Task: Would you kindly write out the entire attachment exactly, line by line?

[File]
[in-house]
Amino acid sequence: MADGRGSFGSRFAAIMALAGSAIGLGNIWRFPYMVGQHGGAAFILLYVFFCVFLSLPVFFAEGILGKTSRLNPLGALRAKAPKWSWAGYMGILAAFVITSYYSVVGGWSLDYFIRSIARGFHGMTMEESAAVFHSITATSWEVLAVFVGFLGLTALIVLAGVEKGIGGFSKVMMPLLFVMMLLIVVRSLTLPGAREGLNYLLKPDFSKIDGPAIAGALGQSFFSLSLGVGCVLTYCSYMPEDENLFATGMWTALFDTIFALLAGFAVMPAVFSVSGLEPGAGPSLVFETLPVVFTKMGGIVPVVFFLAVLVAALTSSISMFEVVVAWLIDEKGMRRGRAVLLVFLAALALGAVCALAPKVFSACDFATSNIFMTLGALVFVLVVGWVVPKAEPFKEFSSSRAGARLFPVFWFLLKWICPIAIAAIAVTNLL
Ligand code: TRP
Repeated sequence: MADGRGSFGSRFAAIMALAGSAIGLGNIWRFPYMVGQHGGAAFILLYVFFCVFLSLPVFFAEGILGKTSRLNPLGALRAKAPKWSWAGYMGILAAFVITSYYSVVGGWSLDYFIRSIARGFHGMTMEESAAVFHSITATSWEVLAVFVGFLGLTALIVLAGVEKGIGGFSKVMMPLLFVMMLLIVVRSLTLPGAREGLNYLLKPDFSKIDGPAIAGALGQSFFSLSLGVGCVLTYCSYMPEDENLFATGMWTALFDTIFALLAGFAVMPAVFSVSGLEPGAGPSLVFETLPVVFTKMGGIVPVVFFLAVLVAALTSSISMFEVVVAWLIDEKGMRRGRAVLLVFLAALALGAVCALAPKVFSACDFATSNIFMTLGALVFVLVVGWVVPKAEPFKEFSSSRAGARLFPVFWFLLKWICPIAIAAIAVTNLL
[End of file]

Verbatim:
[in-house]
Amino acid sequence: MADGRGSFGSRFAAIMALAGSAIGLGNIWRFPYMVGQHGGAAFILLYVFFCVFLSLPVFFAEGILGKTSRLNPLGALRAKAPKWSWAGYMGILAAFVITSYYSVVGGWSLDYFIRSIARGFHGMTMEESAAVFHSITATSWEVLAVFVGFLGLTALIVLAGVEKGIGGFSKVMMPLLFVMMLLIVVRSLTLPGAREGLNYLLKPDFSKIDGPAIAGALGQSFFSLSLGVGCVLTYCSYMPEDENLFATGMWTALFDTIFALLAGFAVMPAVFSVSGLEPGAGPSLVFETLPVVFTKMGGIVPVVFFLAVLVAALTSSISMFEVVVAWLIDEKGMRRGRAVLLVFLAALALGAVCALAPKVFSACDFATSNIFMTLGALVFVLVVGWVVPKAEPFKEFSSSRAGARLFPVFWFLLKWICPIAIAAIAVTNLL
Ligand code: TRP
Repeated sequence: MADGRGSFGSRFAAIMALAGSAIGLGNIWRFPYMVGQHGGAAFILLYVFFCVFLSLPVFFAEGILGKTSRLNPLGALRAKAPKWSWAGYMGILAAFVITSYYSVVGGWSLDYFIRSIARGFHGMTMEESAAVFHSITATSWEVLAVFVGFLGLTALIVLAGVEKGIGGFSKVMMPLLFVMMLLIVVRSLTLPGAREGLNYLLKPDFSKIDGPAIAGALGQSFFSLSLGVGCVLTYCSYMPEDENLFATGMWTALFDTIFALLAGFAVMPAVFSVSGLEPGAGPSLVFETLPVVFTKMGGIVPVVFFLAVLVAALTSSISMFEVVVAWLIDEKGMRRGRAVLLVFLAALALGAVCALAPKVFSACDFATSNIFMTLGALVFVLVVGWVVPKAEPFKEFSSSRAGARLFPVFWFLLKWICPIAIAAIAVTNLL